Washington air regulators last week withdrew their plan to cap large greenhouse gas emitters, promising to present a new proposal in the spring that some observers hope will be more akin to other carbon regulations in the United States.
The now-defunct proposal by Gov. Jay Inslee’s (D) Department of Ecology would have subjected emitters of more than 100,000 tons per year of carbon to a 5 percent reduction every three years. About 70 facilities were targeted, including refineries, landfills and aerospace manufacturers.
Observers are hopeful that the state will replace it with something more amenable to other state programs, and something that can cooperate better with U.S. EPA’s Clean Power Plan. The Obama administration’s CPP allows states to trade emissions credits among themselves. Despite the stay imposed earlier this month by the Supreme Court, Washington has pledged to continue supporting the federal plan.
"If you build a rule more on best practices, it might be easier to have those two puzzle pieces fit together," said Vlad Gutman, Washington director of the nonprofit Climate Solutions.
It was unclear how Washington’s previous proposal would have meshed with the Clean Power Plan. It relied heavily on the use of offsets, which the CPP does not allow. It also would have allowed emitters to comply with their individual caps by submitting pollution allowances from other programs, including California’s emissions market and the Regional Greenhouse Gas Initiative (RGGI) in the Northeast (ClimateWire, Feb. 12).
It had drawn a vaguely disapproving comment from the nine-state RGGI, which said the draft rule "raises substantive issues relating to the potential use of RGGI allowances."
Companies may get ‘special consideration’
On Friday, the agency announced that the feedback it had received so far was substantive enough to withdraw the rule and come up with a new one in the spring. Ecology Department spokeswoman Camille St. Onge said manufacturers, in particular, had asked for "special consideration," as had other organizations "who are sensitive to global pricing for their products."
Other commenters asked for more detail on how the crediting system would work, she said.
REC Silicon is one company that requested special consideration. Three state lawmakers wrote to the Department of Ecology on REC Silicon’s behalf earlier this month to ask for offsets and credits, arguing that the company’s polysilocon solar products are aimed at reducing carbon dioxide. The lawmakers also asked for loosened emissions reduction requirements for businesses that are using the best technology available in their industry.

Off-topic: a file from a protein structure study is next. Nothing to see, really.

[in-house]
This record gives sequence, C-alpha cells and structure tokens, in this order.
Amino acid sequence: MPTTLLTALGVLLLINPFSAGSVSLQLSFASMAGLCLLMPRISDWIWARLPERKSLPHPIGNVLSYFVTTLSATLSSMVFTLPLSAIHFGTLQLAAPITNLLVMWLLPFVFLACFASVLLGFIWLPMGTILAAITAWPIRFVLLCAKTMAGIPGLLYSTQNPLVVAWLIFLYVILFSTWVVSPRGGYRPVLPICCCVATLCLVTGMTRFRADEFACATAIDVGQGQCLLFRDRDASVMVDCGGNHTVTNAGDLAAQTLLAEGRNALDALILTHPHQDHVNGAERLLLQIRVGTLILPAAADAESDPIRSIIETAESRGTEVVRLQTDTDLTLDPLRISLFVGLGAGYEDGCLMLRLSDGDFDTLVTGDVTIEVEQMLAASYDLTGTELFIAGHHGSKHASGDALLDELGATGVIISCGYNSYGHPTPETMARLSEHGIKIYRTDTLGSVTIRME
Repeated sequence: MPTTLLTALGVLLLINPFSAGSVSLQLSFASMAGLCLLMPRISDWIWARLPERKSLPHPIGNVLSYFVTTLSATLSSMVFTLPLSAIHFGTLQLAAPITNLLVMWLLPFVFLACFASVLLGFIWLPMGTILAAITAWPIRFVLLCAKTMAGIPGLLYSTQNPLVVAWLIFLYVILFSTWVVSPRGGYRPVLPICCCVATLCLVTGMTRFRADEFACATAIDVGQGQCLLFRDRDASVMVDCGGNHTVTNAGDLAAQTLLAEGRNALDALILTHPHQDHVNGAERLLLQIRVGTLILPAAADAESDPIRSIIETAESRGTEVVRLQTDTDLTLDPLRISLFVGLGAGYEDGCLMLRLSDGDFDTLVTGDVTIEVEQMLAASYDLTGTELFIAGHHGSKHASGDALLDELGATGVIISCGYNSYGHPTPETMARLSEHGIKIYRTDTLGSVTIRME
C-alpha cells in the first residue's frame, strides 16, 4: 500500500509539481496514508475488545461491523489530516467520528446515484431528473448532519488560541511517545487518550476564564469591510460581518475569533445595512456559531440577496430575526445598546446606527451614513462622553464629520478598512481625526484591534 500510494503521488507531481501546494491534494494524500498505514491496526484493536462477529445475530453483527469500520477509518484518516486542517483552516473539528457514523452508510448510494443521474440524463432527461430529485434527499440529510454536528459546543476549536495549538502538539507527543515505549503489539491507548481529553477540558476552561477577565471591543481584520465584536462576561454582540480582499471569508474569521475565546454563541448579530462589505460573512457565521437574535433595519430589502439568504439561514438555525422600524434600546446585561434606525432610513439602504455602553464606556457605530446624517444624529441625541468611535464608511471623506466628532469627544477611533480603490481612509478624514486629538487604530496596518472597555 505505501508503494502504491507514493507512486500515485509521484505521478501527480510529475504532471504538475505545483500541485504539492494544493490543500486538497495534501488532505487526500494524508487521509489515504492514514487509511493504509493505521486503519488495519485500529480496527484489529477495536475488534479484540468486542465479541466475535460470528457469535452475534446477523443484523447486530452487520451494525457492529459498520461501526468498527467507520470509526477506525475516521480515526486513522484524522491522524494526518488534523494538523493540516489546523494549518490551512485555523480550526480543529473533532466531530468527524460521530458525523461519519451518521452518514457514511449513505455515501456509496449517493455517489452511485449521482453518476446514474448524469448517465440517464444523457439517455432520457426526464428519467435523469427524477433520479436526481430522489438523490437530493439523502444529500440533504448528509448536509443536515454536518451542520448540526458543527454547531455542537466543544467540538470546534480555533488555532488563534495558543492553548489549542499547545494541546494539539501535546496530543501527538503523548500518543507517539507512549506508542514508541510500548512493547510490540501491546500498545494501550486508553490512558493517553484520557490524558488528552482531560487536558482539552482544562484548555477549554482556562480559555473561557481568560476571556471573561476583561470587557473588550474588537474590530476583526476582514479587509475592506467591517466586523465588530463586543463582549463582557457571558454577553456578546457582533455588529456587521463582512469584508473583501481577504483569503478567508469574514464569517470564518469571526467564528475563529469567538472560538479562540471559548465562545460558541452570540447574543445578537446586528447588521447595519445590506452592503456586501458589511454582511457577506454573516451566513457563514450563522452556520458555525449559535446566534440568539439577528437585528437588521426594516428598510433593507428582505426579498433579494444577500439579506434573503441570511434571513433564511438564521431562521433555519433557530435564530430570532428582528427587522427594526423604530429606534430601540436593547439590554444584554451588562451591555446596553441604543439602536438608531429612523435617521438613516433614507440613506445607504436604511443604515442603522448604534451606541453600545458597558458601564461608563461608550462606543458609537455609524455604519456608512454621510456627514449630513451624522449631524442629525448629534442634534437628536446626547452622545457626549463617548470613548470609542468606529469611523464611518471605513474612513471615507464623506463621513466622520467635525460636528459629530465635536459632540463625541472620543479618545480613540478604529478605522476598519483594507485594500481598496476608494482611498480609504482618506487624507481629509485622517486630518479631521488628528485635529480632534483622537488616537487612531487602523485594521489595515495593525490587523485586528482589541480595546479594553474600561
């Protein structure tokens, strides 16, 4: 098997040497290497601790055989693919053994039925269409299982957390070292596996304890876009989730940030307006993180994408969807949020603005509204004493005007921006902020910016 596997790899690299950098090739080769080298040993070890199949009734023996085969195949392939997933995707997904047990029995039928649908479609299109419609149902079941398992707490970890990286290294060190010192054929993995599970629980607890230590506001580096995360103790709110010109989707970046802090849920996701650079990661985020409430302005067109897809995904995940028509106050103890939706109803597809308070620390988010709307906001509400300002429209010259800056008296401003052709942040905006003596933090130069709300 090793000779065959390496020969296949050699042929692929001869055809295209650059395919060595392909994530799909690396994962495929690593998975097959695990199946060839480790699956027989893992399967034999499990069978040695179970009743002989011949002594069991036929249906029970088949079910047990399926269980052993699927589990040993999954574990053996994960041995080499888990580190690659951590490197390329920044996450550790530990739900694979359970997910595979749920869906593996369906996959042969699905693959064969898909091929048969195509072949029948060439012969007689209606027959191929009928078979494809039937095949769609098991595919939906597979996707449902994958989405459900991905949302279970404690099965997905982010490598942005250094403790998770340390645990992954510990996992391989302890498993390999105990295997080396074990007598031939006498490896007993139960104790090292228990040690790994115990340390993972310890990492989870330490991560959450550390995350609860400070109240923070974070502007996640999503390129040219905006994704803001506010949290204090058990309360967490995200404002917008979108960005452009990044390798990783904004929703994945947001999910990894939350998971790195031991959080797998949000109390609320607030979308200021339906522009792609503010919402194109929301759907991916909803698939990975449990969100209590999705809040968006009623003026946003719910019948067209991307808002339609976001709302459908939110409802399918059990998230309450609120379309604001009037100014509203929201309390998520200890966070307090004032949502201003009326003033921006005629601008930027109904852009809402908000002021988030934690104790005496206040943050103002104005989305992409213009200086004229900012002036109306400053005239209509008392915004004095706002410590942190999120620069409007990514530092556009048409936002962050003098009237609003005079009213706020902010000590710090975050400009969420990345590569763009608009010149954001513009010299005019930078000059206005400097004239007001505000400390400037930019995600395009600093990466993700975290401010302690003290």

The agency will keep meeting with businesses and other groups while staff members rewrite the rule. Workshops that had been scheduled for March will be postponed, St. Onge said. Once the new proposal comes out, the agency will have six months to finalize it.
Observers stressed that the Department of Ecology’s repudiation of the previous proposal is somewhat procedural, rather than a reflection of a significant policy shift. The agency is unable to make substantial changes to a proposed regulation. It’s required instead to introduce a new rule with another public comment period.
But the main change observers hope the Department of Ecology will make is to institute a straightforward cap on emissions, rather than subject each emitter to different individual caps.
"It’s useful to have a total economywide cap," Gutman said. "Once you have that cap, that allows more cohesion and integrity when you’re dealing with businesses entering the market and businesses exiting the market."
A key advantage of having an economywide cap is that individual businesses can’t get extra credit for cutting emissions they were scheduled to eliminate anyway.
TransAlta’s Centralia plant, which accounts for more than half the state’s power-sector carbon emissions, could have voluntarily participated in the Department of Ecology’s program, even though it’s scheduled to shut down or convert to natural gas by 2025.
"If they shut down, they have all these credits on the market," explained Kelly Hall, Washington policy coordinator for Renewable Northwest, a coalition of renewable energy companies, environmental groups, law firms and ratepayer advocates.
"It’s a windfall profit issue. An aggregate cap would ensure that emissions do not go above that cap, whereas when you don’t have that, you could have some perverse leakages to new facilities and increase emissions."
Hall said she hopes the new version will be more environmentally robust.
"I think there is an opportunity not only to make the rule better but take the Clean Power Plan into account while they’re drafting the rule, as well," she said.